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A decade of learning from the Indian Real Estate

A decade of learning from the Indian Real Estate

With India walking the path towards urbanisation, the need for improved infrastructure and better housing is of prime importance. The real estate sector is thus, crucial for the role it plays in contributing to the same. According to a KPMG report published in 2018, the real estate sector contributed to 7% of India’s GDP in the year 2017 and is poised to increase this to thirteen percent by the year 2025, thus contributing $650 million to the nation’s economy.
In the last decade, the Indian real estate sector has seen its share of highs and lows but has managed to tide through, despite the situation at hand. The following highlights from the past decade of real estate learnings can help gain a better perspective of the state of the sector in the country.
2008-2014:
2008 saw the fall of the financial services firm – Lehman Brothers, the effects of which were felt across a large number of sectors and industries. The Indian real estate sector, miraculously, was spared from the repercussions as it attracted considerable equity interest and continued on its operations sourced from capital collected in 2005-06. Bank financing dried up post-2008, but this gap was rapidly filled by cash flows deployed by Non-Banking Financial Companies (NBFC). The non-institutional investors aggressively bought under-construction stock in projects. Developers were using this capital as equity to buy more land and using debt, which they believed was relatively cheap, to complete the projects.
As a result, the period of 2007-2011 was the time of taking risks and aggressive buying of land and property. The period after this saw developer riding high on optimism, as they started using debt structures to decide their next investments in the Indian real estate market. Between 1991 to 2014, the real estate sector saw historical annual returns of 20%, as well as investment growing by 600% to reach over USD 2 billion in 2017. As a result, real estate was one of the most lucrative in the country.
Armed with this knowledge, non-institutional investors started lending at a 24% percent rate to developers, with the belief that this was bridge financing, and that the market/sales would significantly pick up.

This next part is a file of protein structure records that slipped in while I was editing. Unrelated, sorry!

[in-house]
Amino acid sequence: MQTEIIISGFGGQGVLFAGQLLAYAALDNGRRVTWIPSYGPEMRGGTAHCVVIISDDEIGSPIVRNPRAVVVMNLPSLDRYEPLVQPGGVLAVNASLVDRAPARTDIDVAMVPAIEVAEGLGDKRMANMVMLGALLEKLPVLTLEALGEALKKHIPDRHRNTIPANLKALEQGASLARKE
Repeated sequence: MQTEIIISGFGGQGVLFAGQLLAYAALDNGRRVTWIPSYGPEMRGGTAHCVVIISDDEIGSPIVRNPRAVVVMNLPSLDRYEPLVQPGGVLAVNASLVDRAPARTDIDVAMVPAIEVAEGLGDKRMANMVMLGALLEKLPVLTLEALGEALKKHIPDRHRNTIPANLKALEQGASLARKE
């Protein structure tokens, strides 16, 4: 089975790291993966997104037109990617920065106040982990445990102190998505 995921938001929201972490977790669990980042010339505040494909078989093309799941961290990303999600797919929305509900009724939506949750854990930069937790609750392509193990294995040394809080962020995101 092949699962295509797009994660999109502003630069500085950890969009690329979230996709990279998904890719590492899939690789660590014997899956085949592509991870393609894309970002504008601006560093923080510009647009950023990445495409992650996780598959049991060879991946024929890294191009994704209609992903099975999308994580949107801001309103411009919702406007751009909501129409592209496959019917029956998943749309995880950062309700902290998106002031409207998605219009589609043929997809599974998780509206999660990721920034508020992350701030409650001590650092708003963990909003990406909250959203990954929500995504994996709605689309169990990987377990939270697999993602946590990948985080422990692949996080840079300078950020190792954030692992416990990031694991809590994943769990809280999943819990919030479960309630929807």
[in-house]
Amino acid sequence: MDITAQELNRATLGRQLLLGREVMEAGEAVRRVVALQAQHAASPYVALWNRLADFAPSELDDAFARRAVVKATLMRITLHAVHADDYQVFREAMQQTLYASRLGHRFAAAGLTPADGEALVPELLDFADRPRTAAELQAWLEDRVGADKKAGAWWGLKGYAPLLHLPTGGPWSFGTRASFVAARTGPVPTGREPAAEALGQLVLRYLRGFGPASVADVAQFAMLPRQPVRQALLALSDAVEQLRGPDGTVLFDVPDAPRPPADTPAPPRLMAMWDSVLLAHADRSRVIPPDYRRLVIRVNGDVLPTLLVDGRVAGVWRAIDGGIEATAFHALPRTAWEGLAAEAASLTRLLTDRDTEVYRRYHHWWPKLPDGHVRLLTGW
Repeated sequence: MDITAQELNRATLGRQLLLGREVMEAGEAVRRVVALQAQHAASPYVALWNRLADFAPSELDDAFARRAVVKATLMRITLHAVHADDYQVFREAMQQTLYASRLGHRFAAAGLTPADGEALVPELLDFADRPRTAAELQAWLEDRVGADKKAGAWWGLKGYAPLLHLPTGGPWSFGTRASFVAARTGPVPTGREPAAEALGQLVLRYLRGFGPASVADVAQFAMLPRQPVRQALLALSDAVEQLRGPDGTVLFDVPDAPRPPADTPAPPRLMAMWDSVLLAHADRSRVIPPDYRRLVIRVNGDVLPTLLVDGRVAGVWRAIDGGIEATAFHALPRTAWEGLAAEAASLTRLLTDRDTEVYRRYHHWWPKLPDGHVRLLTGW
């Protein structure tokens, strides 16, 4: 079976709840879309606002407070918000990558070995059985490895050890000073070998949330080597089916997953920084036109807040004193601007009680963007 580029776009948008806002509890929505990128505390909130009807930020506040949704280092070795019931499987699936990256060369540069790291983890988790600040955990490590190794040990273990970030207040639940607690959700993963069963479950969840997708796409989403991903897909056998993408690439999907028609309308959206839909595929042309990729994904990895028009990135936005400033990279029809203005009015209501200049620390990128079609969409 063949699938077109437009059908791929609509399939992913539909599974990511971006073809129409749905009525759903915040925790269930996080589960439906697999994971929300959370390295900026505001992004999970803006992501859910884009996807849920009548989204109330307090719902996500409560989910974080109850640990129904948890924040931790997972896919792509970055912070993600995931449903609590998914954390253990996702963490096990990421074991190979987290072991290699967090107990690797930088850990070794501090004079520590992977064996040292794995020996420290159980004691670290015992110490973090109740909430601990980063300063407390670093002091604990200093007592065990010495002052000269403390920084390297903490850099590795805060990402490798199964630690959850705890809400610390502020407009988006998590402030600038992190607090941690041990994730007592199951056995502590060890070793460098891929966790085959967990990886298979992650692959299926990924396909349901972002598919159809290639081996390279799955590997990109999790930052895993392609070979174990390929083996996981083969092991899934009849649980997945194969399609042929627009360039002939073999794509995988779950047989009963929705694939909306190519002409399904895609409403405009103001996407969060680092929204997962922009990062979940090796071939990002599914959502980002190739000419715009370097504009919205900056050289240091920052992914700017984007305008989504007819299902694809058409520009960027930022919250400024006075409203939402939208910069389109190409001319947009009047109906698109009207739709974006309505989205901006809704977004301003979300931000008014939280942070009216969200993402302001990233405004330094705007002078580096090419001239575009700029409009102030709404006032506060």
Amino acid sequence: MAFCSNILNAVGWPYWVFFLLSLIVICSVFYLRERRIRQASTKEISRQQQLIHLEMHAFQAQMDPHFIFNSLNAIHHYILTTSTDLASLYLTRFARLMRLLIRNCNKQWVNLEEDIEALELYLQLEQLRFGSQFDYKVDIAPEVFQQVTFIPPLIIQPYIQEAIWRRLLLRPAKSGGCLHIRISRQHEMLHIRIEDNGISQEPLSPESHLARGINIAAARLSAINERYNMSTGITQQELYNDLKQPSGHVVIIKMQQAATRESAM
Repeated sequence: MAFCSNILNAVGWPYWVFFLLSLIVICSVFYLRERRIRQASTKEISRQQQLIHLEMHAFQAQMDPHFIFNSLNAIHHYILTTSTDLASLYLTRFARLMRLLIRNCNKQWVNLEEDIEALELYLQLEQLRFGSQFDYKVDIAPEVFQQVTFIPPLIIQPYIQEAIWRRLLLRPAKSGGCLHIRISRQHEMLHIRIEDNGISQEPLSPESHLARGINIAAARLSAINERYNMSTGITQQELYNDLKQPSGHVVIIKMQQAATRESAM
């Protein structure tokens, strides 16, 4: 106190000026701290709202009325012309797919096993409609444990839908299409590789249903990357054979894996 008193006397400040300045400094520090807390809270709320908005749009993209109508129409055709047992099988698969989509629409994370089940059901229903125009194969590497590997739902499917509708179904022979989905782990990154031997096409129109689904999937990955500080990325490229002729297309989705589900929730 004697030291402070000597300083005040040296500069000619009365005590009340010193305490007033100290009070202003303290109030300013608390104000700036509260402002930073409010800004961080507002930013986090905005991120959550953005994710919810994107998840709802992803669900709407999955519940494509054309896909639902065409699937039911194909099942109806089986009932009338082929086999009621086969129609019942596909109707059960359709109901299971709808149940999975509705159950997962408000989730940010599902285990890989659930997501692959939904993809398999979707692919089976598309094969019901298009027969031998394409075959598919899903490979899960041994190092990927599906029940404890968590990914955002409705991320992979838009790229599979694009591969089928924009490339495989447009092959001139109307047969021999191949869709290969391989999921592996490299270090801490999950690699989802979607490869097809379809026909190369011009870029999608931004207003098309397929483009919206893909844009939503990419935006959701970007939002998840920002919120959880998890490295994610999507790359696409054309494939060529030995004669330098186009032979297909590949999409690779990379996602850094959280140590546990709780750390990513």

This period, additionally, saw the emergence of Asset Reconstruction Companies (ARC), which are specialised financial institutions that buy non-performing or bad assets from banks and financial institutions so that the latter can clean up their balance sheets. Instead of wasting time chasing defaulters, banks sell the bad assets to the ARCs at a mutually agreed value. Several steps were taken by the RBI and the government to help the asset reconstruction activities. In one such step, the government successfully raised FDI in the sector to 100%.
2015 – 2019:
According to a study conducted by Liases Foras Research and Rating, the debt and inventory of the developers in India had increased tenfold, but sales figures were yet to match the said monumental increase. With borrowed finances from different sources, developers kept adding housing stock into the market without productivity. As sales remained abysmal all this while, developers started finding it challenging to meet their debt obligation at that point. This led to false promises being made to potential homeowners, and the sector began experiencing some signs of duress.
The years following 2016 saw the introduction of a multitude of motions and processes that had a deep impact on the real estate sector. This included the implementation of demonetisation, GST (Goods and Services Tax), RERA and the affordable housing movement. The sector was severely affected by demonetisation, as previously, a large number of transactions in this sector were carried out through cash. With this, sales went down and unsold inventory started increasing. Recently, at the 33rd GST council meeting, new rates on residential and commercial properties were released to the public. This included the GST rate of one percent (without Input Tax Credit) on affordable housing, five percent (without Input Tax Credit) on non-affordable housing and twelve percent (with Input Tax Credit) on commercial properties. Implementation of GST has helped in establishing a simpler tax structure, which has helped in the transparency of operations. The Real Estate Regulation and Development Act (RERA), was put in place to help buyers avoid the pitfalls of half-baked information and murky guidelines fed by developers. These were the first – a line of decisions made that benefitted the sector at large and were followed by the introduction of Smart Cities, which served as a prime opportunity for developers. Additionally, the Pradhan Mantri Awas Yojana (PMAY) launched in 2018, included a provision for affordable housing, which has been a boon for real estate developers, ever since its official execution.
The way forward in this sector seems to be fairly optimistic, with the Securities and Exchange Board of India (SEBI) having given their approval for the Real Estate Investment Trust (REIT), which will aid in allowing all kinds investments in the Indian real estate market. Real estate developers, in meeting the growing need for managing multiple projects across cities, are also investing in centralised processes to the source material and organise manpower, and are hiring qualified professionals in areas like project management, architecture and engineering. These changes are expected to lead to more transparency, streamlined processes, and the augmentation of trust in the sector.

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Rahul Grover

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